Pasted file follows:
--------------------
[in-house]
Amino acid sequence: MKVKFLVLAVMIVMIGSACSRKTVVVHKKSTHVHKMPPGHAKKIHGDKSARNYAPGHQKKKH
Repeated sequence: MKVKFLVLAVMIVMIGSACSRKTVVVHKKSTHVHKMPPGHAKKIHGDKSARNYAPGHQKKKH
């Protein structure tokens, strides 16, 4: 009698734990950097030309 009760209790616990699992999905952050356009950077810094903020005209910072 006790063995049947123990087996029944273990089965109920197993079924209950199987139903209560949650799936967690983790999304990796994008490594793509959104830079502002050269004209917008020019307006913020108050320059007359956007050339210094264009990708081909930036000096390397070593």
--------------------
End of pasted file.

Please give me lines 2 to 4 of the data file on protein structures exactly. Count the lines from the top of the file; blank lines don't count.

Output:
Amino acid sequence: MKVKFLVLAVMIVMIGSACSRKTVVVHKKSTHVHKMPPGHAKKIHGDKSARNYAPGHQKKKH
Repeated sequence: MKVKFLVLAVMIVMIGSACSRKTVVVHKKSTHVHKMPPGHAKKIHGDKSARNYAPGHQKKKH
């Protein structure tokens, strides 16, 4: 009698734990950097030309 009760209790616990699992999905952050356009950077810094903020005209910072 006790063995049947123990087996029944273990089965109920197993079924209950199987139903209560949650799936967690983790999304990796994008490594793509959104830079502002050269004209917008020019307006913020108050320059007359956007050339210094264009990708081909930036000096390397070593």